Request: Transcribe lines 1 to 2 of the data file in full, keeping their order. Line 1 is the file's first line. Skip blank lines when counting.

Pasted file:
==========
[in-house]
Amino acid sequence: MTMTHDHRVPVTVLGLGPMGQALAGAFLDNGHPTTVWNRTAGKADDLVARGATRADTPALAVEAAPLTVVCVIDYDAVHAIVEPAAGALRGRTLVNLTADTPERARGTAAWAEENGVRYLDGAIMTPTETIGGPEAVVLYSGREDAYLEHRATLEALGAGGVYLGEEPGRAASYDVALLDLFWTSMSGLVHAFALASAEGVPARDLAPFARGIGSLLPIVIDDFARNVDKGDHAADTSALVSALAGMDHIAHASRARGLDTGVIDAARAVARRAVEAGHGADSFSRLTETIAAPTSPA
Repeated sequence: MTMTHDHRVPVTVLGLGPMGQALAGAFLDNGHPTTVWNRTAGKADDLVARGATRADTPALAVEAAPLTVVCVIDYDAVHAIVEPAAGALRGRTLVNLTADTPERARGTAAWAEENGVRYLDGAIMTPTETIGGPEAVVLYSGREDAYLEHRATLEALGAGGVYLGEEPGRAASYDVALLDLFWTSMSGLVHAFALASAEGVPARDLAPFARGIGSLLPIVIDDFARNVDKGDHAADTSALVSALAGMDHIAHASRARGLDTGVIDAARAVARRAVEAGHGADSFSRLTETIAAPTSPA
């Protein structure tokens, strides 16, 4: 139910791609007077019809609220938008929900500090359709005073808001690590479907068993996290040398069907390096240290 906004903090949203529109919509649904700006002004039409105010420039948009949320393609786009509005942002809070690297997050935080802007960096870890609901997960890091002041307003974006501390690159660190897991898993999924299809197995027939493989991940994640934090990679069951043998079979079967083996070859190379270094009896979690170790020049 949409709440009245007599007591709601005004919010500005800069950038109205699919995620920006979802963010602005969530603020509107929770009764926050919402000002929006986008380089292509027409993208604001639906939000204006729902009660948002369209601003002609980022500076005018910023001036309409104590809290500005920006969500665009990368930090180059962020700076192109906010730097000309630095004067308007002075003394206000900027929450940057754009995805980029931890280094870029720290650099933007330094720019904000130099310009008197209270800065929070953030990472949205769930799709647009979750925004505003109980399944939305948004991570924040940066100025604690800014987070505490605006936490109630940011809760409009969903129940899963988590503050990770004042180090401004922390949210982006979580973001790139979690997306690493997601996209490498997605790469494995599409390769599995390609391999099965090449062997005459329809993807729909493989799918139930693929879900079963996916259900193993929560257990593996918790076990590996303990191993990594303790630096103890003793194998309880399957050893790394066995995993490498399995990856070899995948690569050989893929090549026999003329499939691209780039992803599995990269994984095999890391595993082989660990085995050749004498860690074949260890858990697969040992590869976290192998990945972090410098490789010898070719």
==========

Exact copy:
[in-house]
Amino acid sequence: MTMTHDHRVPVTVLGLGPMGQALAGAFLDNGHPTTVWNRTAGKADDLVARGATRADTPALAVEAAPLTVVCVIDYDAVHAIVEPAAGALRGRTLVNLTADTPERARGTAAWAEENGVRYLDGAIMTPTETIGGPEAVVLYSGREDAYLEHRATLEALGAGGVYLGEEPGRAASYDVALLDLFWTSMSGLVHAFALASAEGVPARDLAPFARGIGSLLPIVIDDFARNVDKGDHAADTSALVSALAGMDHIAHASRARGLDTGVIDAARAVARRAVEAGHGADSFSRLTETIAAPTSPA